Although measures of student ratings of instruction have been developed and examined empirically, students' attitudes about the utility of these ratings have yet to be meaningfully quantified. Using survey responses from 1229 students at a major Canadian university, we developed a psychometrically sound measure of the usefulness of student ratings. A principal components analysis with oblique rotation was conducted and three factors (Instructor characteristics, Course characteristics and Instructor's relative ranking) were obtained that explained 64% of the variance in six iterations. The usefulness of these three types of ratings information differs according to several student and course characteristics. The present results provide evidence for both reliability and validity of the instrument as an indicator of the utility of teaching evaluation for students.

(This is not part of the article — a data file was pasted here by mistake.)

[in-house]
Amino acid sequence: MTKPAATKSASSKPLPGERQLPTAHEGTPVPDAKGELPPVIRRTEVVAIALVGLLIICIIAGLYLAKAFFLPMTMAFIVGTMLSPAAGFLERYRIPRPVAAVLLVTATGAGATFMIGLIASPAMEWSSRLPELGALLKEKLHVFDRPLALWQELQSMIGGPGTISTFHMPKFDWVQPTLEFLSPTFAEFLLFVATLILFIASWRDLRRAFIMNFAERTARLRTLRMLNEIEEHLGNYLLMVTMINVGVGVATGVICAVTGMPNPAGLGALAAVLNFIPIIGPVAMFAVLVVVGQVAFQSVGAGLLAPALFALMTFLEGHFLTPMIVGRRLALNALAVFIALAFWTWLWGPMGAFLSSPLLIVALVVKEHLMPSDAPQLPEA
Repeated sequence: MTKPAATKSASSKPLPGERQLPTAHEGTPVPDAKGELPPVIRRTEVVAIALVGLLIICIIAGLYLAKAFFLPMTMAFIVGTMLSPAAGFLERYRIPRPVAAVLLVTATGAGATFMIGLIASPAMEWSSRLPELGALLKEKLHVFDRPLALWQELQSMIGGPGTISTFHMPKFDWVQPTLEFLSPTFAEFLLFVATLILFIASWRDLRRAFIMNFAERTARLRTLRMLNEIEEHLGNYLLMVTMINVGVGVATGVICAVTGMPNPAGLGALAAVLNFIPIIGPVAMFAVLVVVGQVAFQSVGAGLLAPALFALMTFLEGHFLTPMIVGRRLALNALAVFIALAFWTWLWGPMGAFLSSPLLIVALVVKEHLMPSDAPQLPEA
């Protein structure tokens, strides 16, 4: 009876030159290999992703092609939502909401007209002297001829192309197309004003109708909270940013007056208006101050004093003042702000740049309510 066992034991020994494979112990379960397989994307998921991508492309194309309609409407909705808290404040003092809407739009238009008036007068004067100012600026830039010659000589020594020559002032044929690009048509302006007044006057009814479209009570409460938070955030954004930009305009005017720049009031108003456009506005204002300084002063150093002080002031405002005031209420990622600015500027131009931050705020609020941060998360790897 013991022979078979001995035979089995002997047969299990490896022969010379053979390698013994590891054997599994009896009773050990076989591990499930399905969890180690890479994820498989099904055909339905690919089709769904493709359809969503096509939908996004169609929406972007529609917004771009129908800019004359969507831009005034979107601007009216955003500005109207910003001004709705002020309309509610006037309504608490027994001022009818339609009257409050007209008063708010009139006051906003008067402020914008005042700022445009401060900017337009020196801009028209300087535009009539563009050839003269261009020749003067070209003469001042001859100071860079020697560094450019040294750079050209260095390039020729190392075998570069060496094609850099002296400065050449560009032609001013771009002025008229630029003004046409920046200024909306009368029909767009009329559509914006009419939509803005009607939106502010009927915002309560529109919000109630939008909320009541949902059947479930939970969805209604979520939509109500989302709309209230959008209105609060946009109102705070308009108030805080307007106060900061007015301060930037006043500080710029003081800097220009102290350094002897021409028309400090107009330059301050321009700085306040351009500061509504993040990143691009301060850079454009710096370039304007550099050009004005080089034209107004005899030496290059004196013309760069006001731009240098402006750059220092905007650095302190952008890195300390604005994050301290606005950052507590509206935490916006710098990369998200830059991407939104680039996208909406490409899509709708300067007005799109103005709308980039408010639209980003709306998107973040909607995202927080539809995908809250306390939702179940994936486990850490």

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- Higher education
- Student ratings
- Teaching evaluation